Trading of people in the African continent to be sold in Europe and the Americas is a part of the world’s history that can never be forgotten. The marine domain has been a huge witness to this nefarious commercial activity, as poor African people were transported on ships from their homeland only to be sold as goods, thousands of kilometres away, from as early as the 1400s till the 1800s, when firmer laws were introduced to abolish slavery.
Known as slave ships, these vessels have played their part in aiding this activity so much so that these slave trade ships gained an infamous reputation of their own.
A Historical Background
Although the ships of that time weren’t constructed with the basic idea to use them for slave trading purposes, the increasing demand for human trafficking – albeit legally – paved the way for many freight ships to be converted into slave ships.
However the constructional dimensions of these vessels became a huge factor in terms of describing the slave ship conditions.
Slave Ship Conditions
To say that the conditions aboard the vessel were horrible would be an understatement. While slavery in itself was an abominable act, the conditions aboard the slave ships were not only cruel but also spoke about intent to dominate without any precedents.
Food and service provisions aboard any African slave ship followed a typical hierarchy – the captain followed by the crew and later on, if any provision was left, it was served to the inmates. As such, in terms of food and water rations, there wasn’t any surety on any day that the slaves would get to eat and drink adequately.
The inmates were loaded onto the vessels like cattle being herded into a grazing area. There was an absolute dearth of space, the slaves were chained like rabid animals and were left, literally to die. Starvation caused due to the vessels’ skippers’ miserliness and illnesses caused by cramped living conditions led to the deaths of the unfortunate people. And alongside these maltreatments, slaves aboard the vessel also faced punishments, for reasons beyond their control.
Punishments included flogging and whipping and at times to set an example to other inmates, even death by throwing the inmate into the sea.
Illnesses ranged from dysentery to blinding conjunctivitis – also contagious in nature – to even psychiatric maladies that led to people losing not only their physical health but also their mental faculties. In certain cases, as a crude way to curb the spread of more threatening diseases, captains were known to drop the inmates into the ocean. Such harsh measures employed combined with the already existing inhumane conditions in the vessels, resulted in more than three-quarters of the slaves succumbing to ill-health during the long journey itself. And even amongst those who had weather and survived the harsh navigational pitfalls, not many survived in the foreign land.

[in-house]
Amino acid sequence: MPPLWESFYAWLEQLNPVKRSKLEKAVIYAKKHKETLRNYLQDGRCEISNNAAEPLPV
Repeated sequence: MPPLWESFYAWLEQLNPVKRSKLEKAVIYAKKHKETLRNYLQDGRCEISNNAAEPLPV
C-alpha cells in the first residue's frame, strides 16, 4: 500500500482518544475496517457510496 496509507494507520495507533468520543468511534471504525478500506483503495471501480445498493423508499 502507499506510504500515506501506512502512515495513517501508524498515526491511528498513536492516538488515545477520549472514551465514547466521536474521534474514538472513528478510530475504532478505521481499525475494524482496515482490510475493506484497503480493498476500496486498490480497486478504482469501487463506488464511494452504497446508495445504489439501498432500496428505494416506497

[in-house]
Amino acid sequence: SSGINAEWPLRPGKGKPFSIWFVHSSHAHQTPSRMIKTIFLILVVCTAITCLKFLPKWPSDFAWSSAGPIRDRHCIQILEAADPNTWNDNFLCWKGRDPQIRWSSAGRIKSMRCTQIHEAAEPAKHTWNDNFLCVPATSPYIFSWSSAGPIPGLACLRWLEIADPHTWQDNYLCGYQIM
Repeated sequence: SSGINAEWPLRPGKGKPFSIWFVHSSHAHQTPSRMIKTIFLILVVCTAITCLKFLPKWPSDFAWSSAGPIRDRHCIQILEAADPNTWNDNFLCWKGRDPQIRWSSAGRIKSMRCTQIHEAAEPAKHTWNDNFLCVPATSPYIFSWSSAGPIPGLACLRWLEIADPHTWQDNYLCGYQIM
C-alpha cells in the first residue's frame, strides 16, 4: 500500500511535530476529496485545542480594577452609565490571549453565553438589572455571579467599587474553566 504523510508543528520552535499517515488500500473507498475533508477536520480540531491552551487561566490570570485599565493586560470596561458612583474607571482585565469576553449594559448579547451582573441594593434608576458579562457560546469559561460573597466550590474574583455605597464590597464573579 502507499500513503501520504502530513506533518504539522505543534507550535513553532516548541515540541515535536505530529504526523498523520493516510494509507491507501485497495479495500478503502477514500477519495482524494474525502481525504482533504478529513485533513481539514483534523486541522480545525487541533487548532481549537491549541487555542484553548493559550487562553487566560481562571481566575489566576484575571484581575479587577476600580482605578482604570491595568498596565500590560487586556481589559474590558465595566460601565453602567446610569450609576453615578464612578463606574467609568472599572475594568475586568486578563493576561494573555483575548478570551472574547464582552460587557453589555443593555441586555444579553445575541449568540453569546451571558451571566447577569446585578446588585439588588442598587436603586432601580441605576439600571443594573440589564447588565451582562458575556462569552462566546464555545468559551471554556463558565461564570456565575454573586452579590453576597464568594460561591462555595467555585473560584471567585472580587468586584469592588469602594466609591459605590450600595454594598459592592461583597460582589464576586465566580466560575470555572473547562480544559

Tales of Mutiny
While many inmates bore the ill-treatment silently, there were some mutinous ones who tried to escape the harsh future predicated for them. Though some mutinies met with success and resulted in the slaves’ freedom, many mutinies ended up as failures. In such cases, the mutineers were punished, most often with death to set an example and precedent for the other inmates.
The story of the African slave ship Amistad is often quoted an example to describe the bravery of a Congolese slave who led the mutiny successfully, thereby gaining freedom for the inmates of the slave ship.
Slave trading was carried out by the British, Dutch, Spaniards and the French. But it was the Portuguese who revolutionised this sector by exploiting and baring the whole of Africa to this ill-gotten trade venture.
The Middle Passage and the Voyaging Time
Initially in the 15th century, the voyaging time taken by the slave ships was very high. This also resulted in affecting the slaves’ physical health conditions, sometimes even accentuating it. Over the years and centuries, technological advancements in vessel engineering led to shorter voyages, though it didn’t alter the statistics of slaves making it to the intended destination alive.
The slave trading route between Europe, Africa and America (including the Caribbean) forms a unique triangle. These triangular geographic points are called as the Middle Passage, denoting the slave trade network between Europe, Caribbean and America extending from the African continent.
Abolishment and Conclusion
Great Britain was the first amongst the European nations to take a stance against slave trading. The nation came up a law specifically charting slavery and slave trade ships as being unlawful and imposed severe penalisations on those carrying out the activity. In the immediate next year, the United States of America followed suit. The unilateral stand of these two countries led to the initial dwindling of slave ships and later on complete stoppage of the act of slavery itself.
Today, slave trading is merely a name, something that many cannot even being to interpret. Everyone is endowed with rights, which allows them to be what they want and wherever they want. But fact remains that, for the present generation of people to be able to get and gain their rights, many individuals have had to sacrifice not just their rights, but also their lives.